Broken

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The trolley clattered on the shiny tiled floor, its back left wheel swinging dangerously on its axis. But I see that now; in retrospect, at the time I only saw my mother, her groaning, incoherent lopsided form.

“What happened??”, his stethoscope dangling on his left shoulder, a doctor spoke.

“Hmmm, what happened, come, come, come here…” he prodded me away as three nurses heaved my mother onto the larger bed, the left wheel of the trolley screeching in protest.

“Nothing sir, she was sleeping, then she got up to go to the bathroom and… and fell.”

“Ok, what time…? today??”

“Just now, half an hour back.”

“Vomiting, any fits, bleeding from the nose or ears??”, he paused as I took stock of his questions.

“No sir, no, once she vomited in the car”

“BP, sugar, any other problem, heart problem??”, he rattled off, mentally checking boxes in his head. I now remember his tired eyes.

“No sir, only BP, doctor, is she alright??”

“We’ll see, we’ll see, what is her name, sir?”

“Debjani, doctor, Debjani Chakravarthy”

“Sister, vitals?” he turned towards the nurse busily scurrying around my mother.

“BP 180/100, sugar 128, doctor”

“GCS??”

“10 doctor, I think, please confirm…”

“Doctor, doctor, is she alright, what happened to her?” I followed him to my mother’s side who was now clad in a blue gown, her brown sari, bundled into a ball at the foot of the bed. The next few minutes were a blur.

“Sir, go complete the registration and get the hospital number… counter 14”

“Sir, pay for this scan and these tests and come back with the bills, counter 12”

“Sir, come, take off her bangles, here take her earrings.”

Under the mist of the oxygen mask, my mother breathed softly, the monitor beeping in the background, as I slid the bangles of her forearm. Glass ones snapped as we forced them against her wrist making her moan. Her shakha pola** though, those red-white encircling bands clung tightly to her forearm, reminders of my father, refusing to slide off and we struggled against them in vain.

“Sir, come here…”, the doctor ushered me back to the corridor. “Sir, I think she may have a bleed in her brain. We’ll do the scan and confirm it. She will require ICU admission and may need ventilation.”

“Huh..”, my head spun, actually no, it didn’t spin, it buzzed, it jumped, leapt insane, from thought to thought – bleed, I’ve to call Baba, why, why, why, how much will the ICU cost, why didn’t we take that insurance, what will Baba say…it danced a dervish within me.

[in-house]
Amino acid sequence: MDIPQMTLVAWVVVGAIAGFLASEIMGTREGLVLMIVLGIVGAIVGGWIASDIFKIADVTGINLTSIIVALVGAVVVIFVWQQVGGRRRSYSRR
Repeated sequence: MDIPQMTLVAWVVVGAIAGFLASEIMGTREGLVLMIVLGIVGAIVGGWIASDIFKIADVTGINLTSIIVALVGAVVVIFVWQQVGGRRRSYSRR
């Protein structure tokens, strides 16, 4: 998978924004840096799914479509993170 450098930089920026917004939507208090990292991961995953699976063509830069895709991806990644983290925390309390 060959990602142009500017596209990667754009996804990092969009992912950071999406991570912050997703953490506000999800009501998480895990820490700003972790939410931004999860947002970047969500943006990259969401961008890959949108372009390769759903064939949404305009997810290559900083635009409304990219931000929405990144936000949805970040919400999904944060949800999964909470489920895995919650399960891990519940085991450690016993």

“Sir, do you understand?”, he gently spoke again, “She is breathing now, but if it worsens she will need a ventilator, a machine, to breathe, for her…” he stressed each syllable speaking slowly, the words ballooning from his mouth. I nodded wordless.

Back, they heaved her onto the trolley, pushing her through the door , the wheel still clattering, into the Radiology block. And suddenly I was cold, my heart racing, I turned to her in a panic but she was still breathing softly, fogging the mask; it was only the air conditioning. Another heave into the doughnut shaped machine, she already felt lifeless.

“Sir, stay here, wear this…” and before I knew, I was wrapped in a lead apron alone in the cold with my mother. The machine hummed to life, rumbling round, faster and faster around my mother, peering into her head.

“Sir, see, see, here”, the doctor held up the scan to me, “Here is the blood, as you can see it has almost filled a quarter of the brain on the left side, increasing the pressure inside the head.”

“So… she needs Surgery??”

“No, sir, no…”, his soft voice was back, his eyes averting their gaze, he continued “this is not something we can solve by surgery, we have to admit her and see; wait for it to get absorbed”

“But will she be alright??”, I remember my voice quaking.

“Sir”, he hesitated with a breath and spoke “At this age with so much bleeding, it is difficult, it is very serious, already she is losing consciousness, we will need to intubate her and see. We can only hope for the best”

“But she will be alright, right??”

“Sir, if I connect her to the machine, it will breathe for her. I cannot say if and when she will come out, if she will talk, walk or understand you. I’m sorry.”

“Then, what is the treatment?”

“There isn’t any sir, we can only wait for the blood to be absorbed but the chance is small. the risk high. Now you have to decide sir, if you want to connect her to the machine or not. Either way, there is no guarantee, we can only hope” he was looking straight at me now. “The ICU admission will cost around 15000 per day and even after that…” he put up his hand to pause my optimism, my queries, “She may not make it out of this.”

Now my head spun, it swam and whizzed searching for footholds, adrift.

“Please, think about it, talk to your family and let me know. Please let me know in the next ten minutes or so…” he finished with a sip of water from a pink water bottle calming his parched throat. I nodded wordless.